As a precautionary response to COVID-19, Ohio EPA is currently operating with most staff working remotely. If you are working with our staff on a current project and you know the name of the employee you are working with, email them at firstname.lastname@epa.ohio.gov or call them directly. The Agency website has contact information for every district, division, and office. To report a spill or environmental emergency, contact the spill hotline (800) 282-9378 or (614) 224-0946. This number should only be used for emergencies. For all other calls, please contact Ohio EPA’s main phone line at (614) 644-3020 or the main line for the division or office you are trying to reach.

After March 23, our district offices and Central Office will be temporarily closed and will have increasingly limited ability to receive deliveries, plans, etc. All entities are encouraged to submit plans, permit applications, etc., electronically where there are existing avenues to do so, such as the eBusiness Center (eBiz). Please refer to the list of available services on the main eBiz webpage. We encourage you to make use of all that apply, even if you have not used eBiz in the past. Plans under 25 MB can be emailed. For large plans over 25 MB, entities should work with the reviewer/division to upload via LiquidFiles. Directions for submitting docs via LiquidFiles is available on YouTube. We apologize for the inconvenience and thank you in advance for your understanding. If you wish to send hard copies of documents to any of Ohio EPA’s district offices, the best method to ensure we receive these documents is to send them via U.S. Mail. Since all offices are closed, deliveries outside of U.S. Mail (FedEx, UPS) will likely be returned because the offices are closed and deliveries cannot be made.



8/25/13
PUBLIC INTEREST CENTER: (614) 644-2160
MEDIA CONTACT: Linda Fee Oros

CITIZEN CONTACT: Mary McCarron

Ohio EPA, The Environmental Education Council of Ohio and The Ohio State University Partner to Launch Career Recruiting Network


Ohio high school students will have new opportunities to explore careers in environmental science and engineering, thanks to a three-way partnership between Ohio EPA, the Environmental Education Council of Ohio (EECO) and The Ohio State University School of Environment and Natural Resources.

The three partner organizations will recruit volunteer environmental career ambassadors who will mentor and present information to students or provide opportunities for them to shadow an environmental professional on the job.

Ohio EPA Director Scott Nally said, “The goal is to provide opportunities for students to experience what options are available for a rewarding technological career in Ohio. Connecting students with professionals in these fields is a necessary step to bring all the puzzle pieces together.”

According to Dr. Jeff Sharp, interim director of The Ohio State University School of Environment and Natural Resources, “The School is excited to be a partner in this important effort to connect environmental career ambassadors with students and believes this will impact our efforts to reach a much wider cadre of students interested in careers in natural resources and environment fields.”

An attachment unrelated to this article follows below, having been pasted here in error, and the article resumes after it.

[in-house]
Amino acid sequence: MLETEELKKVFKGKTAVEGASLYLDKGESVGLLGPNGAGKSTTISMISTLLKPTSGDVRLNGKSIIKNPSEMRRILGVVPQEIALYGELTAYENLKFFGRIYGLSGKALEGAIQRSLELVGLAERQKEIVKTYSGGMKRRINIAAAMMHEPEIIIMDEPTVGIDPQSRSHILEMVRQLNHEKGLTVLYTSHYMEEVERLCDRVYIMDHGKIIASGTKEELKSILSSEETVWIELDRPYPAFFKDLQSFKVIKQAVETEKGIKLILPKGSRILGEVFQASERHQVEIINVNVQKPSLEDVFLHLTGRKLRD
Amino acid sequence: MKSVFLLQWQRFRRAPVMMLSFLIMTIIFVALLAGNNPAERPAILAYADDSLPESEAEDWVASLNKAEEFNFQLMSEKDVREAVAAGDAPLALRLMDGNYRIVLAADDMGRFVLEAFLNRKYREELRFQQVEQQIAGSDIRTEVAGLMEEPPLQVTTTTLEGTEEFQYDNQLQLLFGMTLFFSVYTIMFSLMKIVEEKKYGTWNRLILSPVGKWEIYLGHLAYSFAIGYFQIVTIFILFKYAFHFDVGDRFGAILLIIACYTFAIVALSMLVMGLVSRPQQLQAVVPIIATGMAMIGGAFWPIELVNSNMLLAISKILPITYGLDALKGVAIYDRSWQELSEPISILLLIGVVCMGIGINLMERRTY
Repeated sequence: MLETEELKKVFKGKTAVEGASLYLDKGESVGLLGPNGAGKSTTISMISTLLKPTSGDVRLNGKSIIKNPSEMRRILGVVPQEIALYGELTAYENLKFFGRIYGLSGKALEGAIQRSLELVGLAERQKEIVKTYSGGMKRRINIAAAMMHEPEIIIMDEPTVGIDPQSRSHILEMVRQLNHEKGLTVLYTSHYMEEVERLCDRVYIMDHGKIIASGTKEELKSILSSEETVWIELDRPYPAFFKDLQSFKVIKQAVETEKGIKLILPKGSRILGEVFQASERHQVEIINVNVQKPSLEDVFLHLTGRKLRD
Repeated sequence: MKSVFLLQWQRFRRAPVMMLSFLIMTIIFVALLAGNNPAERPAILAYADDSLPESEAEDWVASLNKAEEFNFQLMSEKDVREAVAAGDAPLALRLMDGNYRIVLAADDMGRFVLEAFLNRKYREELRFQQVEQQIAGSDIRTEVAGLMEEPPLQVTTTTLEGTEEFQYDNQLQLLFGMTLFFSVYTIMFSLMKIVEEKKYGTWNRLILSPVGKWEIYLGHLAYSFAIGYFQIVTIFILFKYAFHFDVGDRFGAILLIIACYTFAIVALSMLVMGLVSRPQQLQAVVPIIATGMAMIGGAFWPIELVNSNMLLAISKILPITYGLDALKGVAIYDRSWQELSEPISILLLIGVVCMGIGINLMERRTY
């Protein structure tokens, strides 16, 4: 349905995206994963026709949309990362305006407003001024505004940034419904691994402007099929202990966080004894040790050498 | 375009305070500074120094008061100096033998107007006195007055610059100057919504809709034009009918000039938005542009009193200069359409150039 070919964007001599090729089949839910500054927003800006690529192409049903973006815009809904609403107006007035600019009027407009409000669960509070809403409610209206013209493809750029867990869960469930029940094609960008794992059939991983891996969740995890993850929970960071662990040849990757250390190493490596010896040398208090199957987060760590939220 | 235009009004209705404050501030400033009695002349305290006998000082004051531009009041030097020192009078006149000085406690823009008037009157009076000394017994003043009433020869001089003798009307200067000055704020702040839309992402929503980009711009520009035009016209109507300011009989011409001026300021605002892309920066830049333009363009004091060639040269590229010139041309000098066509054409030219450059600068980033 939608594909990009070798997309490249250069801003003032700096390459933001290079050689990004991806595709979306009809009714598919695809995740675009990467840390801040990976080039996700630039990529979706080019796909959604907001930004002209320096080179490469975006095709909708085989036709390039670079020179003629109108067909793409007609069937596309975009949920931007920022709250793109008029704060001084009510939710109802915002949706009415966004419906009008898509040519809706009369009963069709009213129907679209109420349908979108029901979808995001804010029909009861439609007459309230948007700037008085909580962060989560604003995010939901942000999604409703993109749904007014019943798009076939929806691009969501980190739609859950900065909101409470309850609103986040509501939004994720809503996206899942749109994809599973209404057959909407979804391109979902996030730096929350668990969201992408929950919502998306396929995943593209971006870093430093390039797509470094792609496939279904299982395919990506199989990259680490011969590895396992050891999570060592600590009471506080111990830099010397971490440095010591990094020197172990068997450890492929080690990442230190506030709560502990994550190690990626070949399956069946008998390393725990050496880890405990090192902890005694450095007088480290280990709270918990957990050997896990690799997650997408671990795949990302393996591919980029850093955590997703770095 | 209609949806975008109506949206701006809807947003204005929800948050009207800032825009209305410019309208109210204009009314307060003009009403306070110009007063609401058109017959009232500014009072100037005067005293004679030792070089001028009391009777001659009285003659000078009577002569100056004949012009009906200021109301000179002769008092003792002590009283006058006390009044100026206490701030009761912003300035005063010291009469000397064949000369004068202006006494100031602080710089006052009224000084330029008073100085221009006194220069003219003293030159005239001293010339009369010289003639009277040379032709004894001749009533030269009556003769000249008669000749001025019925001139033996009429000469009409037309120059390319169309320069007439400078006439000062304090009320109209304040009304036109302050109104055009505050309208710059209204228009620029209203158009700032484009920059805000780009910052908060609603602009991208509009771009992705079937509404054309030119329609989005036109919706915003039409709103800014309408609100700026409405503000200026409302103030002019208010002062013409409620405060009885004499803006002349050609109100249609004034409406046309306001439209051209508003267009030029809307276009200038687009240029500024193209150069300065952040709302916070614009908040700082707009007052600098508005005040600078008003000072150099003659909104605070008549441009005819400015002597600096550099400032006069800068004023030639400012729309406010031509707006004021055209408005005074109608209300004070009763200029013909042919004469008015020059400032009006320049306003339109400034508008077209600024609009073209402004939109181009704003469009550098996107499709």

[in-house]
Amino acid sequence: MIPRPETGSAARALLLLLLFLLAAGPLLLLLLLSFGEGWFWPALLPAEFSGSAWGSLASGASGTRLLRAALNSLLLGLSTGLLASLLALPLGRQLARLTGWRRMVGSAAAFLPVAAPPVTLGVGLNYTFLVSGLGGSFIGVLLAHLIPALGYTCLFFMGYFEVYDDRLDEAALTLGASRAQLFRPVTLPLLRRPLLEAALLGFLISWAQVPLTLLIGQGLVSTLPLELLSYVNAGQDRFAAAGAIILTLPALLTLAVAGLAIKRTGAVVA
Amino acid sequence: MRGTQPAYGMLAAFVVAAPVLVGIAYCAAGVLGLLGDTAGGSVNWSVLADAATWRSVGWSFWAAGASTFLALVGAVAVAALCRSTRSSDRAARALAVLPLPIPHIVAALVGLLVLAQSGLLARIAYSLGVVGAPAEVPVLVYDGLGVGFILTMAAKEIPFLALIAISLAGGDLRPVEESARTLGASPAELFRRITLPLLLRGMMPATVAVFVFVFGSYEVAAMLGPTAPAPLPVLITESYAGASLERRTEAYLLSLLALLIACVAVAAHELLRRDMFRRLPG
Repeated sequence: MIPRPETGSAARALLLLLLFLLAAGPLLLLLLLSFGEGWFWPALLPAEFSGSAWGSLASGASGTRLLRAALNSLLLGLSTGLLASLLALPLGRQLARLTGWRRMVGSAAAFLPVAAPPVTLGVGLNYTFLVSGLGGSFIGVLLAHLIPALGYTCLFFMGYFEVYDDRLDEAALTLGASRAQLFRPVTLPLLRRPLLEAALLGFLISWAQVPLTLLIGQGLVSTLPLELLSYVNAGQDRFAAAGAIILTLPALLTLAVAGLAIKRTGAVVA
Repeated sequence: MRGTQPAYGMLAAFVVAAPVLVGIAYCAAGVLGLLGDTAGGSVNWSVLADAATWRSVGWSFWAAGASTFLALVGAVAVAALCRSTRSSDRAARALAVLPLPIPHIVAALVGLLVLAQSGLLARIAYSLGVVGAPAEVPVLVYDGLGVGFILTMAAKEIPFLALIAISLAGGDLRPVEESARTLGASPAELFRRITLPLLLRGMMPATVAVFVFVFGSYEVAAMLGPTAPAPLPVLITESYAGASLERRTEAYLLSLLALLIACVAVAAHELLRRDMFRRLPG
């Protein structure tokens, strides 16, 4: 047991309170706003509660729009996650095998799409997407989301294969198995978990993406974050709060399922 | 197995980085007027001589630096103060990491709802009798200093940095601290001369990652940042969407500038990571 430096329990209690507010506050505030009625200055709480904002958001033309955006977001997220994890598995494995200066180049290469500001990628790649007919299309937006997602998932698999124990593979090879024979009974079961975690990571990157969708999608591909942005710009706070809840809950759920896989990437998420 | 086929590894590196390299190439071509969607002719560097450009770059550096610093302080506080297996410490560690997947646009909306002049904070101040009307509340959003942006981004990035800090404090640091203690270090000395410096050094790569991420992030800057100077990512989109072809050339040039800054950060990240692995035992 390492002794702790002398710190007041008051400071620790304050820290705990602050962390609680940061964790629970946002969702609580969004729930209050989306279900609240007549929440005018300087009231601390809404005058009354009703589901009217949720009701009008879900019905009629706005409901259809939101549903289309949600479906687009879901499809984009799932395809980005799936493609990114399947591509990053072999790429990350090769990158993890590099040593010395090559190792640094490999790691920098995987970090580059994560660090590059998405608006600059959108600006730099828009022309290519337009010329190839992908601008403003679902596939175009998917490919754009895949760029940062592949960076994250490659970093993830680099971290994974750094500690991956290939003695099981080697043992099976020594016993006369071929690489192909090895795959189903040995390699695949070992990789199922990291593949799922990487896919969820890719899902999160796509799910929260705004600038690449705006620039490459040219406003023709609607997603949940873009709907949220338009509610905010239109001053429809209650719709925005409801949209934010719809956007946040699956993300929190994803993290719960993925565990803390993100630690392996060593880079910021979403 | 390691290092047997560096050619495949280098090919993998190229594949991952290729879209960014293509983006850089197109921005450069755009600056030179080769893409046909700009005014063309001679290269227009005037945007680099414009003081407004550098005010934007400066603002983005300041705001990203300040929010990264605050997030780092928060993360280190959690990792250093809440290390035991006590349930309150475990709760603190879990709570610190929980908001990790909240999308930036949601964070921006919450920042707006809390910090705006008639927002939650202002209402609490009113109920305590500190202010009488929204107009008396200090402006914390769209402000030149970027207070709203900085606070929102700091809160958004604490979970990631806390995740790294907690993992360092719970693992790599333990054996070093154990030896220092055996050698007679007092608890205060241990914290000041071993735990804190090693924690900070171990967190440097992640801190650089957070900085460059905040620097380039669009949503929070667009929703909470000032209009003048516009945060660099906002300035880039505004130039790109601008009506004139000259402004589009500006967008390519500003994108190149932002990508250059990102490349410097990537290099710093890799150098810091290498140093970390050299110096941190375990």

The program can make students aware of environmental careers available in fields such as air quality, emergency response, energy, environmental design, forestry, geology, pollution prevention, recycling, soil and water conservation, waste minimization and wildlife management.

The Ohio State University School of Environment and Natural Resources is offering its new online Environmental Professionals Network as the no-cost platform for educators to locate and schedule ambassadors to speak with students. Professionals can register online and check career activities and volunteer opportunities. Options include making classroom presentations, participating in school career fairs, judging science fairs, hosting field trips, providing internships, mentoring students and young professionals, and recruiting professional peers to join.

The ambassadors and educators also will learn about career-oriented student competitions such as the Ohio Envirothon for high school teams and the National Engineers Week Future City Competition for middle school teams. They will be able to access toolkits and tabletop models that demonstrate real-world environmental processes such as drinking water treatment and cleanup of hazardous material spills.

The program has business community support from the Ohio Environmental Service Industries representing waste management firms and the Ohio Chemistry Technology Council representing chemical firms, as well as employers, federal, state and local agencies, universities, park districts and nonprofit organizations. The Ohio Department of Education’s Office of Career-Technical Education is promoting the ambassador program to career counselors, teachers and students.

For more information on how to participate, contact EECO executive director Brenda Metcalf by email or call (740) 653-2649, visit epn.osu.edu to sign up as a volunteer, or at Ohio EPA contact Carolyn Watkins by email, or call (614) 644-2873.

-30-

The Ohio Environmental Protection Agency was created in 1972 to consolidate efforts to protect and improve air quality, water quality and waste management in Ohio. In the past 40 years, air pollutants dropped by as much as 90 percent; large rivers meeting standards improved from 21 percent to 89 percent; and hundreds of polluting, open dumps were replaced with engineered landfills and an increased emphasis on waste reduction and recycling. Ohio EPA….40 years and moving forward.

 
 800-282-9378